the system is noncyclical if and only if the discriminant of (A2) is positive. respectively.<0) dt d Q (Q .! is sufficiently large. Furthermore. the dynamic system may be represented as follows: dQ-fijr[dr + ~ r ( G . + L~.(K. for example.) 2 + 4t3' fix 1.)/A). The reverse assignment is given by dr dr ( G .sL.G'~)] (9~>0) dGdt . . [L. where A = . and this condition reduces to (fi. Consequently. monetary and fiscal changes might have to be made quite gradually in order for the system to converge. dr/dQ = .1.) ] @_~<0) dt -/32 d-Q (Q .Q*) dG (al) dG [dY + dY (G_G... and dY/dG = .s / A . (A2) 22+2 (-/J* I"do dr _ / ~ 2d ~Y ) + filfi21.L J A .. and the system is therefore dynamically stable. and Q* and G":"denote the unknown optimal levels of Q and G.G*)] (/3.)>0. if the assignment rules in this paper were followed. MONETARY-FISCALPOLICY ASSIGNMENT 475 outside lags are present./.l.I..(d_Q dG dG dQ From system (1)-(3) in the text..Q*) + d G (A4) dQ dY + dY ~4<0) the characteristic equation of which is . (A3) which can be satisfied if.s ...). .fi3I" -dQ (Q . .Q*) d G - where 13~and 132 are speed of adjustment coefficients. dY/dQ = (K. APPENDIX 1 G N P and Investment Spending as Targets" When monetary policy is assigned to the investment target and fiscal policy to GNP.Ly ( K. Thus.fixL. dr/dG = Ly/A. the coefficient of 2 and the constant term are positive. The characteristic equation of this system is dr dY dr d Y ) = 0 .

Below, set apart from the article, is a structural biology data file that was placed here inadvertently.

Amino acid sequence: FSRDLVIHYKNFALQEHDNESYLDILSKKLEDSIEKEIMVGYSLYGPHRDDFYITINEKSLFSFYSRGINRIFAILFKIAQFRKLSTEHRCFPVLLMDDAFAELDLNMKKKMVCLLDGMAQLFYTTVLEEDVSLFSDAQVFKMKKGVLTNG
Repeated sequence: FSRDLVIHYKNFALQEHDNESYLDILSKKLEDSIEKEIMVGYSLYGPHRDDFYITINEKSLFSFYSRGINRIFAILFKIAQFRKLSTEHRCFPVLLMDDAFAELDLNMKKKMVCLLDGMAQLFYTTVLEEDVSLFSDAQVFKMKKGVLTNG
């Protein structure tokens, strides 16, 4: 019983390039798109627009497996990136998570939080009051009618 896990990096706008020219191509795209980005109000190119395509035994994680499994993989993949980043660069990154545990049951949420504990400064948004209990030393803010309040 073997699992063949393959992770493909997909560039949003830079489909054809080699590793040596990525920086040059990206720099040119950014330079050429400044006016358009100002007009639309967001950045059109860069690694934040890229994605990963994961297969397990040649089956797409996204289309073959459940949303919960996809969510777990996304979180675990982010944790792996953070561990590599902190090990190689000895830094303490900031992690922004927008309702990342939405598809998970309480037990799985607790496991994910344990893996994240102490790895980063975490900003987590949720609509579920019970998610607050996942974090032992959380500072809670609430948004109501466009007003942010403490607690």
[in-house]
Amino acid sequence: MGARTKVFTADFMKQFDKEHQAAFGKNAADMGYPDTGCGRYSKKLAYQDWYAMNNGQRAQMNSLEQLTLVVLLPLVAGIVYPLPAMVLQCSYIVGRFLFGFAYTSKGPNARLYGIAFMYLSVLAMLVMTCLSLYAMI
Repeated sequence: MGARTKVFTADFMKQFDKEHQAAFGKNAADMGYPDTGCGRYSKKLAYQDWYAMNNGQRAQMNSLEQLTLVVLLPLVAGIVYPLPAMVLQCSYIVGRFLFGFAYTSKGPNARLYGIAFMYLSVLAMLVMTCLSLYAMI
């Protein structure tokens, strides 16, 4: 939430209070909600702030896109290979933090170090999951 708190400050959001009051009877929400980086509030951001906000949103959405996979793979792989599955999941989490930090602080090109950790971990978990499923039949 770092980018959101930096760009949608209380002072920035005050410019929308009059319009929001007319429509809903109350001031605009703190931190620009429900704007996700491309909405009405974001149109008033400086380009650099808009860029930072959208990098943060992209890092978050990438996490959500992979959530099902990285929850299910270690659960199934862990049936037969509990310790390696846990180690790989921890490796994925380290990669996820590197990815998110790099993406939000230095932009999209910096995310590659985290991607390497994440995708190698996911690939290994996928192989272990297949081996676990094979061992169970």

476 J.O ) +fi~fi4 "kdG dQ dO dG) The coefficient of 2 and the constant term are again positive. It is noncyclical if and only if [fl3I.. drr/dQ = (-K.~ d G .z t ' 'dO 27d~/+ 0. dQ dG dG = 0.Q*) dG where from system (1)-(3).(s + m) + mI. the dynamic system becomes dQ _ 01[( B~ d~r m d V t (Q .G*)] (0. L y > O . (A9) This condition can be satisfied if. ]L. B~ denotes X~ .4010~(K.~2_~2 [--/~3 . by a large enough value of the capital mobility parameter.f i a d .) 2 . for example.M~ + M (<0 by virtue of the Marshall-Lerner condition) and m represents DM/DY.t34( K.)12 + 4fi3fl 4sL.((2 . and it is noncyclical if and only if (01Krs + 02L. for example.>O..0~K.<0) B..A). The reverse assignment is given by .)/-B~A). and the system is stable.I.I. (as) This system is clearly dynamically stable.Q*) + dt dQ dQ ] ( d~r dY) (G . (A6) which is guaranteed.m d-G- dG_07[dY + dY ( G . . . ~ dY I ( dr dY dr dY =0. .L.)K.. The characteristic equation of this system reduces to [OK dr__o d Y ] ( d Y dr dY 2 .. (A5) / l d r .d O . K r. 2 GNP and the Current Account as Targets" When monetary policy is assigned to the current account and fiscal policy to GNP. and d~r/dG = (KrL Y + mL.G * ) I (A7) (02<0) dt . ) .I is sufficiently large..H. LEVIN .)/-B.v +. l_.